My First Bull Elk

At age 14 this was actually my first year to draw an elk tag; I was sooo excited. It was my third time going to my family's special hunting spot in area 66. My grandpa, Guy Edmonds, shot a four point bull my first year and my uncle, Tim Edmonds, shot a big six point my second year. I was really excited because I had heard stories of really big bulls in that area.

We usually get to the spot where we park our camper two days early. Once there we start getting all of our gear together and walk approximately four miles along a wilderness trail to get to the spot where we setup our base camp. We don't have any horses or anything so we carry it all by ourselves and it usually takes multiple trips over steep terrain. After partially setting up base camp, we sleep there that night and then go back down to the camper for our final trips.

On the first day of the season, we walk another four miles to get into prime elk territory. We usually sit watching all day and then start heading down to the tent ten minutes before shooting light is over. This is our typical routine every day of the season. This year, we started out with a full moon. The elk only came out of the dark timber early in the morning and about 20-30 minutes before shooting light was over.

It was the third day of the season and we were hiking to the hill where my uncle had gotten his elk on opening day. We arrived at 6:30 a.m. My grandpa and I sat and waited while my dad, Jeremiah New, and my uncle walked around a ridge in the middle of the basin. They finally returned at about 2:00 p.m. with stories of how they were surrounded by elk. My uncle had already tagged out but my dad had plenty of shooting opportunities. He decided not to shoot because they were about five miles away from camp.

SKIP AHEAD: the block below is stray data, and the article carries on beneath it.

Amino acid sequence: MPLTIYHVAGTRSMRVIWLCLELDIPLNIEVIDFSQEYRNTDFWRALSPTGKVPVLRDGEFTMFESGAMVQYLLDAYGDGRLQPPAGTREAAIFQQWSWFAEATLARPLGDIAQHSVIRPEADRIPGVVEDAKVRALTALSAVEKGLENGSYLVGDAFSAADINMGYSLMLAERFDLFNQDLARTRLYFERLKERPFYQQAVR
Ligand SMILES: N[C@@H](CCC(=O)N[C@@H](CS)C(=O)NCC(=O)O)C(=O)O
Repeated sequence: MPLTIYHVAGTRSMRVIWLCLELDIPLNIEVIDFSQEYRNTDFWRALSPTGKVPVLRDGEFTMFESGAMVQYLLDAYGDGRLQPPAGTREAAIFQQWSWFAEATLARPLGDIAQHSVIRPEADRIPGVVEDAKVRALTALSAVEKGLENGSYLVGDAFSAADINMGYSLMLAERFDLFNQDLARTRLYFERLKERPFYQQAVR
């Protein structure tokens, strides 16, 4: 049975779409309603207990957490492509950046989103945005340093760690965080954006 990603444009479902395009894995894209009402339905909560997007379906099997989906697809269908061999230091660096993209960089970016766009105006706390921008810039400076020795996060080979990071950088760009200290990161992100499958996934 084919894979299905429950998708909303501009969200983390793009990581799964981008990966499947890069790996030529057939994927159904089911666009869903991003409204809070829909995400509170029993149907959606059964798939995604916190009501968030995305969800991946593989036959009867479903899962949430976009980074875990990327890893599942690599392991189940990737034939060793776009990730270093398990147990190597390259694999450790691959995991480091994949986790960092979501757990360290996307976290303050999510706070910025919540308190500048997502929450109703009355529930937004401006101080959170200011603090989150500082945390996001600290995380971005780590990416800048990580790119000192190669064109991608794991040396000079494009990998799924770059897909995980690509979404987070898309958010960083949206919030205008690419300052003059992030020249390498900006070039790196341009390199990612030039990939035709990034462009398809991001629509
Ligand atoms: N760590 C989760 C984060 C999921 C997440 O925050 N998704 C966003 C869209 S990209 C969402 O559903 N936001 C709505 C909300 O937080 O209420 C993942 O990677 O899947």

My uncle sat with my grandpa and I while my dad hiked up about 150 yards above us. At about 6:00 p.m., we heard gunshots in the creek basin about 4 miles away. My grandpa was not feeling good that day so he started toward the tent to watch some openings along the way in case anything was spooked.

Fifteen minutes later we heard timber crashing in the basin where my uncle and dad had gone earlier that day. My uncle gave a cow call; my dad (still above us) gave a cow call, and then my uncle again.


Not 10 seconds later, my uncle said, "Kota, there's an elk!" I put him in my scope and said, "It's just a cow." It was about 350 yards away at this point when I realized it was a bull! He came out of the trees and instantly turned broadside. "Kota, if you have a shot, take it!" my uncle had said. I put him in my cross-hairs and squeezed the trigger on my .270. He dropped instantly. It was a 251 yard shot. My uncle and dad hooped and hollered. It was an amazing feeling.

I looked at the bull through my scope again and he was still kicking. We walked down the hill toward the elk and I finished him off. My grandpa had heard the shots and started running back toward us. He knew who had taken that first shot and had just gotten back in time to see what had happened. He ran back around the patch and saw the elk lying there. I had killed my first bull elk!!! Now the hard work was before us. It was dark, but the cleaning had to begin.